Defog It shares safety tips: Vision safety starts with eye health
The American Optometric Association declares March as Save Your Vision Month: Healthy Vision at the Computer
While we, at Defog It, often talk of vision safety, our overall eye health is just as important, if not more important. The following from the American Optometric Association sheds some insight as to why our eyes feel discomfort after working on a computer.
Computer Vision Syndrome describes a group of eye and vision-related problems that result from prolonged computer use. Many individuals experience eye discomfort and vision problems when viewing a computer screen for extended periods. The level of discomfort appears to increase with the amount of computer use.
The most common symptoms associated with Computer Vision Syndrome (CVS) are
- blurred vision
- dry eyes
- neck and shoulder pain
These symptoms may be caused by:
- poor lighting
- glare on the computer screen
- improper viewing distances
- poor seating posture
- uncorrected vision problems
- a combination of these factors
The extent to which individuals experience visual symptoms often depends on the level of their visual abilities and the amount of time spent looking at the computer screen. Uncorrected vision problems like farsightedness and astigmatism, inadequate eye focusing or eye coordination abilities, and aging changes of the eyes, such as presbyopia, can all contribute to the development of visual symptoms when using a computer.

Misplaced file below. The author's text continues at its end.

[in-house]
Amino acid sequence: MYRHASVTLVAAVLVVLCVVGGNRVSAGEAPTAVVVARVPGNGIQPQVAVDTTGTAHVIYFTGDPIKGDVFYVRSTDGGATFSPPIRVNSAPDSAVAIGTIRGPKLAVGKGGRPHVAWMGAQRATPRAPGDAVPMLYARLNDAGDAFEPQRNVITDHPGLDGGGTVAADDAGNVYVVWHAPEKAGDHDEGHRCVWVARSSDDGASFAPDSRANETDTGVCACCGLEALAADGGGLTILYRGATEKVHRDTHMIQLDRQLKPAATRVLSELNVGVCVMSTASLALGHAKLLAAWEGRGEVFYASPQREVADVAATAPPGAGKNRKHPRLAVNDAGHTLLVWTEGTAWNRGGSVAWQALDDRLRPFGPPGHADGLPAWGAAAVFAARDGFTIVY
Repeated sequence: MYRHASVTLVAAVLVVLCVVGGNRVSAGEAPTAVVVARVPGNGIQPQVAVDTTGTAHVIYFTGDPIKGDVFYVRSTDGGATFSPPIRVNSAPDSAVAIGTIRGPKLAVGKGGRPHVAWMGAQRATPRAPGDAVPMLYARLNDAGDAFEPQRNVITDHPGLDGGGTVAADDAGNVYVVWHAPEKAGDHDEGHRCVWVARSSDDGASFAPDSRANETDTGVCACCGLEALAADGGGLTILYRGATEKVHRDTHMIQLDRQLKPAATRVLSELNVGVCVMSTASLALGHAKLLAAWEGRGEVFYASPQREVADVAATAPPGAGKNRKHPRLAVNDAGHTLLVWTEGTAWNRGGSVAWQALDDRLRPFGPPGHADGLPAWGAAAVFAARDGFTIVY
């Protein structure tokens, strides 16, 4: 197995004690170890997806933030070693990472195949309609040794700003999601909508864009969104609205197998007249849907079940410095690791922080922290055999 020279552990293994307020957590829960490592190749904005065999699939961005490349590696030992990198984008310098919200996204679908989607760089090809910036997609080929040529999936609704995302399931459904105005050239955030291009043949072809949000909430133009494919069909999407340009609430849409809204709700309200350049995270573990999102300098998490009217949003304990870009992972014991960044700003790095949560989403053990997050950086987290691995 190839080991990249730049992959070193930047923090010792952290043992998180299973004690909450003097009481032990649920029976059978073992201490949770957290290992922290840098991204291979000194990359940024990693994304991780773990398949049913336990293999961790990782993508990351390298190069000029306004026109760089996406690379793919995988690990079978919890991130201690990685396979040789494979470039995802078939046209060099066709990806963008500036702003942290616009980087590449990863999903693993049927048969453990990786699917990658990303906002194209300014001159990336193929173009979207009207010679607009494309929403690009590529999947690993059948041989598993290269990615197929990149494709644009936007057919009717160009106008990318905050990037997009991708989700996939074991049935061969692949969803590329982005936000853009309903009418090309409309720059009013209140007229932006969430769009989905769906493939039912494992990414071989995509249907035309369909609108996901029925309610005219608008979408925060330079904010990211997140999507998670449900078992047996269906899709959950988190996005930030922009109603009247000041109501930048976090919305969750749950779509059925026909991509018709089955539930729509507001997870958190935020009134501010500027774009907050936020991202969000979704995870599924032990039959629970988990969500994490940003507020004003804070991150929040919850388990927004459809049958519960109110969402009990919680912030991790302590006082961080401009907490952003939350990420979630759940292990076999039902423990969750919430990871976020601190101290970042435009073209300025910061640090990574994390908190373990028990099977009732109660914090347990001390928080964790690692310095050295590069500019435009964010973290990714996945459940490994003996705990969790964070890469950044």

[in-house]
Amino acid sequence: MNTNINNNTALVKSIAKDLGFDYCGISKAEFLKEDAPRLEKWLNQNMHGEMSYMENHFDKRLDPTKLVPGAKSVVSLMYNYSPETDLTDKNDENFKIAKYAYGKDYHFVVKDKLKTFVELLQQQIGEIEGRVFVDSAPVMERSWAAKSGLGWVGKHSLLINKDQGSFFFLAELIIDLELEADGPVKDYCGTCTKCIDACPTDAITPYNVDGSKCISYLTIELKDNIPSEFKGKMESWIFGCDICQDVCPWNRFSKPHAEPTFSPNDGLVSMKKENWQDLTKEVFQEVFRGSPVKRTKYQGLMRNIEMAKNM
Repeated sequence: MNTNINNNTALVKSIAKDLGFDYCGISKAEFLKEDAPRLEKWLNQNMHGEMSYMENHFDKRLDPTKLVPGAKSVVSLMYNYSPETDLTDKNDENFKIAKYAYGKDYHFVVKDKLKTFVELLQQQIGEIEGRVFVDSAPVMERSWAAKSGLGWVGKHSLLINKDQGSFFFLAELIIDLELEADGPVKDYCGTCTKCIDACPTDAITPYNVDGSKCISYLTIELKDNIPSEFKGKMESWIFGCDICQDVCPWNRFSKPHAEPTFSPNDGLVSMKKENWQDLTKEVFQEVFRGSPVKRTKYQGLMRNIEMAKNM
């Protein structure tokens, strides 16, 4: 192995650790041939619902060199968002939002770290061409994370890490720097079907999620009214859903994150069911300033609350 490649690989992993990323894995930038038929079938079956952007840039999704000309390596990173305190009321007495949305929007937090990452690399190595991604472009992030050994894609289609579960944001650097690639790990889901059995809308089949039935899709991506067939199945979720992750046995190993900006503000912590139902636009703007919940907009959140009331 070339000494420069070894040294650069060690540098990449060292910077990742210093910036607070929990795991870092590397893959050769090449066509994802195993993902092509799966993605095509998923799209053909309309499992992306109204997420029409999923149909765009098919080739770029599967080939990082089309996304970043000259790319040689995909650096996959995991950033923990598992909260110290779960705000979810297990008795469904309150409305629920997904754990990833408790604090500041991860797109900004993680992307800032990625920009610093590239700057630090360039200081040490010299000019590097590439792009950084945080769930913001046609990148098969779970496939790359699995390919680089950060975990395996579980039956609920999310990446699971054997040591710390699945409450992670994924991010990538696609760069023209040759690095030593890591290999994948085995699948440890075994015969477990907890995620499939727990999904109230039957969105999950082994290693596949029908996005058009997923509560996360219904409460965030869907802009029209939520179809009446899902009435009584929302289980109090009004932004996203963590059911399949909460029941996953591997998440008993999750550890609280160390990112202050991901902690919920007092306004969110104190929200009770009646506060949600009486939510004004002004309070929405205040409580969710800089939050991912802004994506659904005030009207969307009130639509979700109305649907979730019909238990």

Many of the visual symptoms experienced by computer users are only temporary and will decline after stopping computer work. However, some individuals may experience continued reduced visual abilities, such as blurred distance vision, even after stopping work at a computer. If nothing is done to address the cause of the problem, the symptoms will continue to recur and perhaps worsen with future computer use.
Prevention or reduction of the vision problems associated with Computer Vision Syndrome involves taking steps to control lighting and glare on the computer screen, establishing proper working distances and posture for computer viewing, and assuring that even minor vision problems are properly corrected.
Read the AOA’s tips on Healthy, Comfortable Vision at the Computer.